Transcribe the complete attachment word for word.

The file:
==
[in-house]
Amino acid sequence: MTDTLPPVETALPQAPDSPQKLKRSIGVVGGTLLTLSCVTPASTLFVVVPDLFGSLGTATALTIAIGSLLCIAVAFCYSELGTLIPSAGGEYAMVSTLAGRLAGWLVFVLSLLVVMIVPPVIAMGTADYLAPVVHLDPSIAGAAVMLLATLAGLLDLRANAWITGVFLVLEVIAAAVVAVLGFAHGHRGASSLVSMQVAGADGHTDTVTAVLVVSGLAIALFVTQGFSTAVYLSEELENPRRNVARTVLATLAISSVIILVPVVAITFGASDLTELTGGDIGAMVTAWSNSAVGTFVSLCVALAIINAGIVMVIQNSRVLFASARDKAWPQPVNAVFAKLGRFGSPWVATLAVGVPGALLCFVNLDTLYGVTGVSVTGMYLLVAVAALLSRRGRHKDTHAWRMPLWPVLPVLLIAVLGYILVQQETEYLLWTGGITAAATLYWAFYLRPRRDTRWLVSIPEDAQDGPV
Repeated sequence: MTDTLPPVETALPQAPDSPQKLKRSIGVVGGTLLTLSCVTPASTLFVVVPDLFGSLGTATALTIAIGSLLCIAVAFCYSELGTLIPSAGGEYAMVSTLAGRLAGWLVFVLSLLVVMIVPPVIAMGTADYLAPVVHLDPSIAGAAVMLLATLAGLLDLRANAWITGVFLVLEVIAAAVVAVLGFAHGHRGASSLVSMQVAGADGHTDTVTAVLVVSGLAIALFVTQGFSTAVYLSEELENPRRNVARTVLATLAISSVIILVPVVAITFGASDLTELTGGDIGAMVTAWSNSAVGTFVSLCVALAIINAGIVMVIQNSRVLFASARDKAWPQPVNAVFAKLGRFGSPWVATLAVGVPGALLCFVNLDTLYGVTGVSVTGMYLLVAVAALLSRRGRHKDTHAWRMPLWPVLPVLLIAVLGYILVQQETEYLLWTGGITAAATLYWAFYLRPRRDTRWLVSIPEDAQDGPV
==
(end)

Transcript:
[in-house]
Amino acid sequence: MTDTLPPVETALPQAPDSPQKLKRSIGVVGGTLLTLSCVTPASTLFVVVPDLFGSLGTATALTIAIGSLLCIAVAFCYSELGTLIPSAGGEYAMVSTLAGRLAGWLVFVLSLLVVMIVPPVIAMGTADYLAPVVHLDPSIAGAAVMLLATLAGLLDLRANAWITGVFLVLEVIAAAVVAVLGFAHGHRGASSLVSMQVAGADGHTDTVTAVLVVSGLAIALFVTQGFSTAVYLSEELENPRRNVARTVLATLAISSVIILVPVVAITFGASDLTELTGGDIGAMVTAWSNSAVGTFVSLCVALAIINAGIVMVIQNSRVLFASARDKAWPQPVNAVFAKLGRFGSPWVATLAVGVPGALLCFVNLDTLYGVTGVSVTGMYLLVAVAALLSRRGRHKDTHAWRMPLWPVLPVLLIAVLGYILVQQETEYLLWTGGITAAATLYWAFYLRPRRDTRWLVSIPEDAQDGPV
Repeated sequence: MTDTLPPVETALPQAPDSPQKLKRSIGVVGGTLLTLSCVTPASTLFVVVPDLFGSLGTATALTIAIGSLLCIAVAFCYSELGTLIPSAGGEYAMVSTLAGRLAGWLVFVLSLLVVMIVPPVIAMGTADYLAPVVHLDPSIAGAAVMLLATLAGLLDLRANAWITGVFLVLEVIAAAVVAVLGFAHGHRGASSLVSMQVAGADGHTDTVTAVLVVSGLAIALFVTQGFSTAVYLSEELENPRRNVARTVLATLAISSVIILVPVVAITFGASDLTELTGGDIGAMVTAWSNSAVGTFVSLCVALAIINAGIVMVIQNSRVLFASARDKAWPQPVNAVFAKLGRFGSPWVATLAVGVPGALLCFVNLDTLYGVTGVSVTGMYLLVAVAALLSRRGRHKDTHAWRMPLWPVLPVLLIAVLGYILVQQETEYLLWTGGITAAATLYWAFYLRPRRDTRWLVSIPEDAQDGPV